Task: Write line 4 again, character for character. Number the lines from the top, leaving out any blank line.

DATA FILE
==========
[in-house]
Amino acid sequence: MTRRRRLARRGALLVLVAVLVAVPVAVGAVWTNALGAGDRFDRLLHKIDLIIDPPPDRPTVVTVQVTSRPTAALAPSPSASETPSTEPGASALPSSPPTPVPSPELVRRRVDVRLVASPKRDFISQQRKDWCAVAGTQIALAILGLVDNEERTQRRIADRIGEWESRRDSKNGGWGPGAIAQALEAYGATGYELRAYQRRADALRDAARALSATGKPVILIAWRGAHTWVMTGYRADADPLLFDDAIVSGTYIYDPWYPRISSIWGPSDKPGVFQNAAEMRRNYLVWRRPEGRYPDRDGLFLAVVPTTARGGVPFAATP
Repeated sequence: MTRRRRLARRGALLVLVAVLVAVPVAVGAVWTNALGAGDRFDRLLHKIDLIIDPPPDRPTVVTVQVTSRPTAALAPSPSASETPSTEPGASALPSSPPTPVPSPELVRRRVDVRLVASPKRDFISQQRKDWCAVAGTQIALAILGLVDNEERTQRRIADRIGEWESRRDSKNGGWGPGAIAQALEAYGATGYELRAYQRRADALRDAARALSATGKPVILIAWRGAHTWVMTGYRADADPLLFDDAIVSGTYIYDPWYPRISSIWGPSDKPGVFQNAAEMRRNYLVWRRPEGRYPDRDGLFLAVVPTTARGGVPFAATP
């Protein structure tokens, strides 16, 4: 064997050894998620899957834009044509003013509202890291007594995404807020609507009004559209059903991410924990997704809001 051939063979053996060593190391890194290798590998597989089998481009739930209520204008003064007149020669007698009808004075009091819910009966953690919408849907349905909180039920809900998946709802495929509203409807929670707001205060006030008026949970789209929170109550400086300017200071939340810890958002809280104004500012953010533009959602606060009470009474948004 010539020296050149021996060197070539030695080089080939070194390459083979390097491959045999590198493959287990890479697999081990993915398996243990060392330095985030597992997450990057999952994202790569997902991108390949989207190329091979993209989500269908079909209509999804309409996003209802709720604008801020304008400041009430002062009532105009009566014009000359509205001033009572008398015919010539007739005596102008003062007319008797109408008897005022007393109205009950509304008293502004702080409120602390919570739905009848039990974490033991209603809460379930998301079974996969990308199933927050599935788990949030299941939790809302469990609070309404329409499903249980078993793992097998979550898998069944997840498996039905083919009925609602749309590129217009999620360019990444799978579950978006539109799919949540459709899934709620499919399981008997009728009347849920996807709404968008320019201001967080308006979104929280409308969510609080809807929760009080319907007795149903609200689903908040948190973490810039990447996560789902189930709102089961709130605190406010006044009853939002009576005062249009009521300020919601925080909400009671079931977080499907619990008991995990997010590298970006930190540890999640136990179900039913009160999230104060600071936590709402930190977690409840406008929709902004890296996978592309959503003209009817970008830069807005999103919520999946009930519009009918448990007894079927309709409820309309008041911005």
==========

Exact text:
């Protein structure tokens, strides 16, 4: 064997050894998620899957834009044509003013509202890291007594995404807020609507009004559209059903991410924990997704809001 051939063979053996060593190391890194290798590998597989089998481009739930209520204008003064007149020669007698009808004075009091819910009966953690919408849907349905909180039920809900998946709802495929509203409807929670707001205060006030008026949970789209929170109550400086300017200071939340810890958002809280104004500012953010533009959602606060009470009474948004 010539020296050149021996060197070539030695080089080939070194390459083979390097491959045999590198493959287990890479697999081990993915398996243990060392330095985030597992997450990057999952994202790569997902991108390949989207190329091979993209989500269908079909209509999804309409996003209802709720604008801020304008400041009430002062009532105009009566014009000359509205001033009572008398015919010539007739005596102008003062007319008797109408008897005022007393109205009950509304008293502004702080409120602390919570739905009848039990974490033991209603809460379930998301079974996969990308199933927050599935788990949030299941939790809302469990609070309404329409499903249980078993793992097998979550898998069944997840498996039905083919009925609602749309590129217009999620360019990444799978579950978006539109799919949540459709899934709620499919399981008997009728009347849920996807709404968008320019201001967080308006979104929280409308969510609080809807929760009080319907007795149903609200689903908040948190973490810039990447996560789902189930709102089961709130605190406010006044009853939002009576005062249009009521300020919601925080909400009671079931977080499907619990008991995990997010590298970006930190540890999640136990179900039913009160999230104060600071936590709402930190977690409840406008929709902004890296996978592309959503003209009817970008830069807005999103919520999946009930519009009918448990007894079927309709409820309309008041911005």